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    Television
    Saturday, December 03, 2022

    ‘The English’ suffers from lackluster storytelling, benefits from star Emily Blunt

    “The English” first grabs your attention because it stars Emily Blunt, one of today’s strongest actors.

    Described as a “chase Western,” the limited series set in the late 1800s pulls you in with breathtaking views of the American West, giving “Yellowstone” a run for its money in that department.

    However, the show from writer-director Hugo Blick — debuting in the United States on Prime Video with all six of its roughly hourlong episodes — then keeps you at pistol’s length with a convoluted, often frustrating tale of love, race and revenge.

    Blunt (“A Quiet Place,” “Sicario”) portrays Lady Cornelia Locke, an aristocratic Englishwoman who has traveled to America with a very specific goal.

    Her co-star is Chaske Spencer (“The Twilight Saga,” “Banshee”), who portrays Eli Whipp, a Pawnee ex-cavalry scout headed to Nebraska to stake a claim to a piece of land — a claim, he repeatedly is told, the white man won’t respect even if he is right to make it after having served in the U.S. military.

    We know the pair will find love from the opening moments of “The English” thanks to Cornelia’s narration, addressed to Eli.

    “Without you, I’d have been killed — right from the start,” she says, adding that he and she “met in the stars.”

    She continues to lay it on a little thick, conveniently explaining the show’s title, referring to any who came to the land already home to the Pawnee and myriad other Native American tribes.

    “To you, we were all just the same; we were all just ‘the English.’”

    We formally meet Cornelia as she is given a seemingly friendly introduction to “the real America” by Richard M. Watts, a man played by the always enjoyable Ciaran Hinds (“Game of Thrones”). However, after allowing her to exit her carriage and exchanging a few words with her, Richard punches her in the face.

    “She always so mouthy?” he asks the driver, Sebold Cusk (Toby Jones of “Tinker Tailor Soldier Spy”).

    Richard has nefarious intentions not just for her but also for Eli, who apparently made the mistake of walking into Richard’s hotel and politely ordering a drink and now is his captive.

    Without spoiling what is to come for him, let’s just say Richard is not the show’s big bad. That distinction belongs to British businessman David Melmont, portrayed by Rafe Spall, doing, it would seem, his best Tom Hardy impression. (He’s not really right for the role, but don’t judge Spall too harshly — he’s really good on “Trying,” which can be streamed via Apple TV+.)

    Melmont’s connection to Cornelia will become clear over the course of “The English” despite the show’s muddy storytelling. Other key characters include Sheriff Robert Marshall (Stephen Rea), Martha Myers (Valerie Pachner) and Thomas Trafford (Tom Hughes).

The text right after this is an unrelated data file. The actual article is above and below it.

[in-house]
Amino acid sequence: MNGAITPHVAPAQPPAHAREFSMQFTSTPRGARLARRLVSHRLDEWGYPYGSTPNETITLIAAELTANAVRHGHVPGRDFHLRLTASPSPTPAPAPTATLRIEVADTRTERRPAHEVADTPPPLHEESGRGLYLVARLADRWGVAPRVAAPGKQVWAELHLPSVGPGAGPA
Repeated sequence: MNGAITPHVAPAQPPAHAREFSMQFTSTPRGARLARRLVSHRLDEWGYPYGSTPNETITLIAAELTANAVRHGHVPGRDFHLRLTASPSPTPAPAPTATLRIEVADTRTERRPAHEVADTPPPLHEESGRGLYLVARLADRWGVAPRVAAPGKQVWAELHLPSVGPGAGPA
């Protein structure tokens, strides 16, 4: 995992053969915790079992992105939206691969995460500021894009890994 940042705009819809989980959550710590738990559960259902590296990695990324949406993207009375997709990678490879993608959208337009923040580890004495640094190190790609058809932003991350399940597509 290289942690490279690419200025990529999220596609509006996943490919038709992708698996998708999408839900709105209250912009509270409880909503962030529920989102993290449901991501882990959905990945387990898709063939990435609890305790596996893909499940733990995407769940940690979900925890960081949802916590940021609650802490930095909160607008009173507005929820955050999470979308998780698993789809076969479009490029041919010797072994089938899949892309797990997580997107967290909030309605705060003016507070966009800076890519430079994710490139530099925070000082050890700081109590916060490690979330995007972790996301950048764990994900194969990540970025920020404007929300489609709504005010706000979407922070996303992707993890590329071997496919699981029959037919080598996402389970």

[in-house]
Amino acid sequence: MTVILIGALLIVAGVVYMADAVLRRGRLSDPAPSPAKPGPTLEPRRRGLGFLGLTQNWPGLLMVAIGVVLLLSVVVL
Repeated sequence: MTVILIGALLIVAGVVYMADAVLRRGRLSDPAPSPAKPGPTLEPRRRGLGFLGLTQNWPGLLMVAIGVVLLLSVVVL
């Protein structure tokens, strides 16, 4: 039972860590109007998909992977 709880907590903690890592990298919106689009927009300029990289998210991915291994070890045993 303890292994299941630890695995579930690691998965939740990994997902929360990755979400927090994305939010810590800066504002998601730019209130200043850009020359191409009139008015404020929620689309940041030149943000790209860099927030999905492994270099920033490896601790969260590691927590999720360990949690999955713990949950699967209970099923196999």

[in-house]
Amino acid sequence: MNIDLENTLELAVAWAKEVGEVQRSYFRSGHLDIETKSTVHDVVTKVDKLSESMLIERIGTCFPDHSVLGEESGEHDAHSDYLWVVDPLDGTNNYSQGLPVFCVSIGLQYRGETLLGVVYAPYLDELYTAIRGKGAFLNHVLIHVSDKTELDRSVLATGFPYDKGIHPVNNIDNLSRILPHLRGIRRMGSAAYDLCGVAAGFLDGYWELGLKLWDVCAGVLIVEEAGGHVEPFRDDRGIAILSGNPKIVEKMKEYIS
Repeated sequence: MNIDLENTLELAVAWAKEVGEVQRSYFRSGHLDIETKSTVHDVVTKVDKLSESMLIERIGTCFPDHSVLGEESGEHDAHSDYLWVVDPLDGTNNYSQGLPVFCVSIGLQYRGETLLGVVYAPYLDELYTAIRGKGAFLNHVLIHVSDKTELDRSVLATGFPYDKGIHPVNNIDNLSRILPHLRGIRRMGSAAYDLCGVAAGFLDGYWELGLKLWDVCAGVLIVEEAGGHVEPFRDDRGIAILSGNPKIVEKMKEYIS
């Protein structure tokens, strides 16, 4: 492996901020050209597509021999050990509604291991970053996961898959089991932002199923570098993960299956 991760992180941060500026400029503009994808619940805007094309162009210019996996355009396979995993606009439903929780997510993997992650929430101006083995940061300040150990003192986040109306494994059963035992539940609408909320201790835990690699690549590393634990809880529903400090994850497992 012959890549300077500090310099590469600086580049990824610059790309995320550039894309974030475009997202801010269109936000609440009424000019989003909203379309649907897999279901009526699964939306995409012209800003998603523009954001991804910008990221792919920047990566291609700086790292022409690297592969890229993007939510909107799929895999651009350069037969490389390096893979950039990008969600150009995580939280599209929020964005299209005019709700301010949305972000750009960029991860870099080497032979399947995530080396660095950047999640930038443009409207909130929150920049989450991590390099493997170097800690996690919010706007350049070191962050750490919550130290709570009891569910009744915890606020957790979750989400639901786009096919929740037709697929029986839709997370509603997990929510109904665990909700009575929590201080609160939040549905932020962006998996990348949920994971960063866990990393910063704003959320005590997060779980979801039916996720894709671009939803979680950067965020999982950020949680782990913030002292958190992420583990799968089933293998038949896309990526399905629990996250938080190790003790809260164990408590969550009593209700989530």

Ultimately, so many side characters populate “The English” that it can be a little hard to follow, at least at first. Blick, to his credit, is highly concerned with the viewer knowing the locations of his scenes — we constantly get on-screen text that establishes we are now, say, in the "newly created state of Wyoming, U.S., 1890" or the "bootleg compound of Black Eyed Mog" — but struggles in establishing characters.

    Of course, we mainly are to be concerned with the bond that forms between Cornelia and Eli, the latter teaching the former that there is a difference between what she wants and what she needs. (And what she needs is what she can take with her on a horse, if you’re wondering.)

    While their scenes never quite crackle, they are compelling, largely thanks to the actors’ steely performances. Blunt is, as you’d expect, borderline-captivating, while the lesser-known Spencer holds his own.

    If there is one supporting performer who deserves to be singled out it is Nichola McAuliffe (“The Man Who Fell to Earth”) as the aforementioned Black Eyed Mog. With the help of some stunning makeup, McAuliffe crafts a character who’s memorable despite being only a very small part of the story. Her work is one reason the series’ penultimate episode, “The Buffalo Gun,” is its strongest entry.

    The first episode, “What You Want & What You Need,” also is solid, establishing some of the series’ themes along with those jaw-dropping vistas and classic Western fare — such as a standoff where Blick cuts from shots of fingers on triggers to close-ups of eyes. (It’s also our first hint that we will be treated to some wonderful Americana songs from artists such as The Wailin’ Jennys.)

    Blick (“The Honourable Woman,” “Black Earth Rising”) doesn’t try to reinvent the wheel with this Western but does have trouble keeping it rolling in a straight line. While some of the flashbacks are crucial to give us the full picture, some of the nonlinear storytelling frustrates.

    Perhaps the best you can say about “The English” is you’re never quite sure how the story will conclude, and that opening narration from Cornelia has you anything but convinced a happily-ever-after for Eli and her resides at the end of the trail.

    ———

    ‘THE ENGLISH’

    Rating: TV-MA

    How to watch: On Prime Video

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